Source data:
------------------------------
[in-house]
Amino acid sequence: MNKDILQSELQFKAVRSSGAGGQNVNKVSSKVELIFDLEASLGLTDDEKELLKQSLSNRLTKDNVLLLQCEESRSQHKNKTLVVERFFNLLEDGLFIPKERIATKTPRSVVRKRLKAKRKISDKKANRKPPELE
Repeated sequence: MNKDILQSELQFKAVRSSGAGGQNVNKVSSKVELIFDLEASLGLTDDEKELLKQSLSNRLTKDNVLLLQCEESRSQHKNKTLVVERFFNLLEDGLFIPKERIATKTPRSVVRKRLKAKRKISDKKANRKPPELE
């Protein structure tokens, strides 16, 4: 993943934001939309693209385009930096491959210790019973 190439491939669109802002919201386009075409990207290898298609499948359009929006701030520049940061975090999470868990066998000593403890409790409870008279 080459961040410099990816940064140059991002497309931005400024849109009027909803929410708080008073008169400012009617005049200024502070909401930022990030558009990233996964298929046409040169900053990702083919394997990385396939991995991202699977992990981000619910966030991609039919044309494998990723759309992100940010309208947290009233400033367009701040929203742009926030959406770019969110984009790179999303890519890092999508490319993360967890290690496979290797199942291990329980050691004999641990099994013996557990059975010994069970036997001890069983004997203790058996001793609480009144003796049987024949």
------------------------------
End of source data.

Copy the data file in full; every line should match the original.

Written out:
[in-house]
Amino acid sequence: MNKDILQSELQFKAVRSSGAGGQNVNKVSSKVELIFDLEASLGLTDDEKELLKQSLSNRLTKDNVLLLQCEESRSQHKNKTLVVERFFNLLEDGLFIPKERIATKTPRSVVRKRLKAKRKISDKKANRKPPELE
Repeated sequence: MNKDILQSELQFKAVRSSGAGGQNVNKVSSKVELIFDLEASLGLTDDEKELLKQSLSNRLTKDNVLLLQCEESRSQHKNKTLVVERFFNLLEDGLFIPKERIATKTPRSVVRKRLKAKRKISDKKANRKPPELE
């Protein structure tokens, strides 16, 4: 993943934001939309693209385009930096491959210790019973 190439491939669109802002919201386009075409990207290898298609499948359009929006701030520049940061975090999470868990066998000593403890409790409870008279 080459961040410099990816940064140059991002497309931005400024849109009027909803929410708080008073008169400012009617005049200024502070909401930022990030558009990233996964298929046409040169900053990702083919394997990385396939991995991202699977992990981000619910966030991609039919044309494998990723759309992100940010309208947290009233400033367009701040929203742009926030959406770019969110984009790179999303890519890092999508490319993360967890290690496979290797199942291990329980050691004999641990099994013996557990059975010994069970036997001890069983004997203790058996001793609480009144003796049987024949």